18 January 2006

On being (over) prepared (2)

OK; I did the session. It went "quite well" as we report to our colleagues who bother to enquire. I managed to avoid imposing all my slides on the poor students (the follow-up web page with the presentation material I actually used can be seen here), but the evidence of the closing stages was that they were mainly baffled, if a little intrigued.

We started with two student mini-presentations; these were pre-arranged as part of the overal scheme of work, and consisted of two five-minute presentations; one was on Dewey, and the other on Freire. Both of them provided quite useful links with associated material for the main session, so that was helpful. I followed up the Freire presentation with some more material (which I just happened to have prepared earlier) on "banking education" and his overall project from The Pedagogy of the Oppressed.

As we moved on to the main topic, I asked the students about what they had written about as "critical incidents" in adult learning. The first student to volunteer was spot on; she spoke about her decision to return to full-time education, saying something like;
  • "A number of things changed in my life, and that set me thinking about what I was going to do with it. So I decided to get off my butt and get a proper education..."
As I commented, you can't get much of a better definition of "transformative learning" than that! Other students reported on; how studying literature at university was different from doing it at school, a dance module she was taking which she hated because it was so unstructured, and the experience of becoming a mother for the first time. I was able to pose some questions in response to each of these which helped to focus the idea of transformative learning (at least, I thought so).

In introducing the input I made explicit reference to the Kolb learning cycle, pointing out that they had had concrete experiences, the critical incident exercise had helped them to reflect on them, and that we were now moving on to theoretical/abstract conceptualisation of that reflection.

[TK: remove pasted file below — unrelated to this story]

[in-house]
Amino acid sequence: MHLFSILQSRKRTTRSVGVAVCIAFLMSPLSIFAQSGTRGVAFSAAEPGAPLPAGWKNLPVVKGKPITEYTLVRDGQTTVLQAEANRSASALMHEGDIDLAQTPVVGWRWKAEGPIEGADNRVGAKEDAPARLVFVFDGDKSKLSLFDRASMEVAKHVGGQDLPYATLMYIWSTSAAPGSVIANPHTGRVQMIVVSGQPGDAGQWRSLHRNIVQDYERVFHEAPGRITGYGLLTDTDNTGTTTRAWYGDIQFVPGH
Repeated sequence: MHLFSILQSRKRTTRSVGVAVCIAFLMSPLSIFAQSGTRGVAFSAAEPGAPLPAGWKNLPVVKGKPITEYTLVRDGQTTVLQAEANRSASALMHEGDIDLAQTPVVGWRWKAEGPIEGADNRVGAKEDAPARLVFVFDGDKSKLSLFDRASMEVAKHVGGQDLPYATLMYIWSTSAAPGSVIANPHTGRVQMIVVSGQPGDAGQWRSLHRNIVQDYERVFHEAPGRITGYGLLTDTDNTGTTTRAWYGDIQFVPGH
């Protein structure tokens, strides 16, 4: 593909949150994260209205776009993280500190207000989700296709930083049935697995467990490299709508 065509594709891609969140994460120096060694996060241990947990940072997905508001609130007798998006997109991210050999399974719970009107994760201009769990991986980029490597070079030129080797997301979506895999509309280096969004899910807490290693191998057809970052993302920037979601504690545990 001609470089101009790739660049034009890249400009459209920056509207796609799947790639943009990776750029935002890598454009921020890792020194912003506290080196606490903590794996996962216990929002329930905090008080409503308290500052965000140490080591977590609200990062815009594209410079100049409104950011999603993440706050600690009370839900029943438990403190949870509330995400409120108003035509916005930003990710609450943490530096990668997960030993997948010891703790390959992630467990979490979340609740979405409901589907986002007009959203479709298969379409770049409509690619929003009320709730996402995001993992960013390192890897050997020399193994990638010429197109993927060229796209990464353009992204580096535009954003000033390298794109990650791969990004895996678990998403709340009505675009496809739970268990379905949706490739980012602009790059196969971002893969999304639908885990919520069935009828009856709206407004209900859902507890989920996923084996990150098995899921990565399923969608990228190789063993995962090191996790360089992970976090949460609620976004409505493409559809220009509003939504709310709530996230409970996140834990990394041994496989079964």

We were now half-an-hour into the class (nominally a two-hour session, or a one-hour lecture followed by a one-hour seminar according to the bureaucrats). The students (10/14) needed prompting to contribute, but they became more forthcoming as we went on, and they found that I was keen to pick up on their ideas and relate them to the taught material. (Until the end.)

So to my presentation. (You can see the PowerPoint material at http://www.dmupce.org.uk/transformative/Transformative_Learning_files/v3_document.htm)
I followed through the eight "mainstream" slides as planned, and introduced some anecdotes and comment as I went along. At "A view of its significance" we had a brief discussion of how some adult education practitioners emphasised this transformation (particularly in term of building self-confidence) at the expense of the actual "stuff" to be learned; this elicited some protest—as indeed it should—from the mature students who had come in to university via "Access" courses (a non-standard route for mature students without the usual entry qualifications). This could have gone further, but on reflection my reaction probably came across as defensive, and thereby alienated those students in some measure. Damn!